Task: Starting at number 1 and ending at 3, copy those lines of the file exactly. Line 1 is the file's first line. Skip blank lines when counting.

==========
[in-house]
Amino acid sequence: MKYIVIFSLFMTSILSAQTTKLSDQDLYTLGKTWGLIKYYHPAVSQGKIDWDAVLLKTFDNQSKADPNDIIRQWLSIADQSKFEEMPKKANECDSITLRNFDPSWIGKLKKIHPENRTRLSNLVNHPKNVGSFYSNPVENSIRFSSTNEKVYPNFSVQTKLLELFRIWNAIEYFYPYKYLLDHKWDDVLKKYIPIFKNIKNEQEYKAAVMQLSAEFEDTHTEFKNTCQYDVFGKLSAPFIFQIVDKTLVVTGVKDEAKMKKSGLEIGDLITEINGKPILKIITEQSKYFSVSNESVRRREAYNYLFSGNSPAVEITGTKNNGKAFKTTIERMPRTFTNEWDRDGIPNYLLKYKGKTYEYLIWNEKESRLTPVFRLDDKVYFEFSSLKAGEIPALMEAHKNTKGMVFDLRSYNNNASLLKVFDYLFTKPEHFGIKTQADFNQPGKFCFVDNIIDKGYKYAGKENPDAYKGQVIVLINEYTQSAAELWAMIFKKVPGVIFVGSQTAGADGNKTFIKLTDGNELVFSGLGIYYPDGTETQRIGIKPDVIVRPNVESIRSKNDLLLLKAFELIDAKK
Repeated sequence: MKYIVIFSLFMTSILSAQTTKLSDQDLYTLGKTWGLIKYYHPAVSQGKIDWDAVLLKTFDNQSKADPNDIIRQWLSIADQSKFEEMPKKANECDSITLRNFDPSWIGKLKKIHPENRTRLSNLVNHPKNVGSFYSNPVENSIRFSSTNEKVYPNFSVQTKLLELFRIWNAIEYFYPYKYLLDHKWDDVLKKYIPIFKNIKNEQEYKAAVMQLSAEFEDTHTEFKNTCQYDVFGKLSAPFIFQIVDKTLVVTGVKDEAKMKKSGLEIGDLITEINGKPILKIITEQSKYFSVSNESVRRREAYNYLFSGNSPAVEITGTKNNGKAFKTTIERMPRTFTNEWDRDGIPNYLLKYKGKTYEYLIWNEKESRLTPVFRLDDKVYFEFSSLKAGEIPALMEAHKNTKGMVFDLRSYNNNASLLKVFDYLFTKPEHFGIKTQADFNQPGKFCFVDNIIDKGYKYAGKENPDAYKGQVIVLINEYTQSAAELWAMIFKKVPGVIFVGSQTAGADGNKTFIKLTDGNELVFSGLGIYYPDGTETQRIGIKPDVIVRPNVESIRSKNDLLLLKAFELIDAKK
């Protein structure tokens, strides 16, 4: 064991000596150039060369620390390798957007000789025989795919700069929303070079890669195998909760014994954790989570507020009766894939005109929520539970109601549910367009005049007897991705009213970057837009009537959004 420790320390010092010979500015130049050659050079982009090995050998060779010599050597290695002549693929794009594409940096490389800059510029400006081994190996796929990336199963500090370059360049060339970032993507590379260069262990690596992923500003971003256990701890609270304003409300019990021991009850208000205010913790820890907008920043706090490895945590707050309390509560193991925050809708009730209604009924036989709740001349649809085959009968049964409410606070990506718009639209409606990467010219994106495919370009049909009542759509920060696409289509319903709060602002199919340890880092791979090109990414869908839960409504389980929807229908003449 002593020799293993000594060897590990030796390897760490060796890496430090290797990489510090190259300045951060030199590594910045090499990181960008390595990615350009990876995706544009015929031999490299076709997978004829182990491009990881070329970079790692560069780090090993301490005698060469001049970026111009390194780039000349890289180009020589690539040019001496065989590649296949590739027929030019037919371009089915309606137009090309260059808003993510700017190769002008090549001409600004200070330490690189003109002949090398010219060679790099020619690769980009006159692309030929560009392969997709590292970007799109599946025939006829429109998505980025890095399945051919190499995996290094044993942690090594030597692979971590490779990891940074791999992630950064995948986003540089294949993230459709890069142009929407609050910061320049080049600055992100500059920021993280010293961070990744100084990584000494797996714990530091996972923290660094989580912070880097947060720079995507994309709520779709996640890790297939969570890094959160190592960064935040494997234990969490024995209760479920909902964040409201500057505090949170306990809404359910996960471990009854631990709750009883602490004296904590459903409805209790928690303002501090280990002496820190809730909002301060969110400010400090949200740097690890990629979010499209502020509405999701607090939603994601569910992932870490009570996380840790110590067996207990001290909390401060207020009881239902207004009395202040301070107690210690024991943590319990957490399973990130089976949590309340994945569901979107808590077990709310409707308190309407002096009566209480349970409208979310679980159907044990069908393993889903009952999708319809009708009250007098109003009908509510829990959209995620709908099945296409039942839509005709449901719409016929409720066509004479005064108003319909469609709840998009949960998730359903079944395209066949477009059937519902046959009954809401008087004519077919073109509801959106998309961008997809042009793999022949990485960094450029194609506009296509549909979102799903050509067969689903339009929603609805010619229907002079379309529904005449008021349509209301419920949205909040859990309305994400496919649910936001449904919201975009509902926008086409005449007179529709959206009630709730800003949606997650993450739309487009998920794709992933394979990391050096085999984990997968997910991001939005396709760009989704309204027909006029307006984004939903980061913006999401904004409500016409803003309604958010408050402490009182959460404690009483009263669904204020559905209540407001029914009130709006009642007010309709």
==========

[in-house]
Amino acid sequence: MKYIVIFSLFMTSILSAQTTKLSDQDLYTLGKTWGLIKYYHPAVSQGKIDWDAVLLKTFDNQSKADPNDIIRQWLSIADQSKFEEMPKKANECDSITLRNFDPSWIGKLKKIHPENRTRLSNLVNHPKNVGSFYSNPVENSIRFSSTNEKVYPNFSVQTKLLELFRIWNAIEYFYPYKYLLDHKWDDVLKKYIPIFKNIKNEQEYKAAVMQLSAEFEDTHTEFKNTCQYDVFGKLSAPFIFQIVDKTLVVTGVKDEAKMKKSGLEIGDLITEINGKPILKIITEQSKYFSVSNESVRRREAYNYLFSGNSPAVEITGTKNNGKAFKTTIERMPRTFTNEWDRDGIPNYLLKYKGKTYEYLIWNEKESRLTPVFRLDDKVYFEFSSLKAGEIPALMEAHKNTKGMVFDLRSYNNNASLLKVFDYLFTKPEHFGIKTQADFNQPGKFCFVDNIIDKGYKYAGKENPDAYKGQVIVLINEYTQSAAELWAMIFKKVPGVIFVGSQTAGADGNKTFIKLTDGNELVFSGLGIYYPDGTETQRIGIKPDVIVRPNVESIRSKNDLLLLKAFELIDAKK
Repeated sequence: MKYIVIFSLFMTSILSAQTTKLSDQDLYTLGKTWGLIKYYHPAVSQGKIDWDAVLLKTFDNQSKADPNDIIRQWLSIADQSKFEEMPKKANECDSITLRNFDPSWIGKLKKIHPENRTRLSNLVNHPKNVGSFYSNPVENSIRFSSTNEKVYPNFSVQTKLLELFRIWNAIEYFYPYKYLLDHKWDDVLKKYIPIFKNIKNEQEYKAAVMQLSAEFEDTHTEFKNTCQYDVFGKLSAPFIFQIVDKTLVVTGVKDEAKMKKSGLEIGDLITEINGKPILKIITEQSKYFSVSNESVRRREAYNYLFSGNSPAVEITGTKNNGKAFKTTIERMPRTFTNEWDRDGIPNYLLKYKGKTYEYLIWNEKESRLTPVFRLDDKVYFEFSSLKAGEIPALMEAHKNTKGMVFDLRSYNNNASLLKVFDYLFTKPEHFGIKTQADFNQPGKFCFVDNIIDKGYKYAGKENPDAYKGQVIVLINEYTQSAAELWAMIFKKVPGVIFVGSQTAGADGNKTFIKLTDGNELVFSGLGIYYPDGTETQRIGIKPDVIVRPNVESIRSKNDLLLLKAFELIDAKK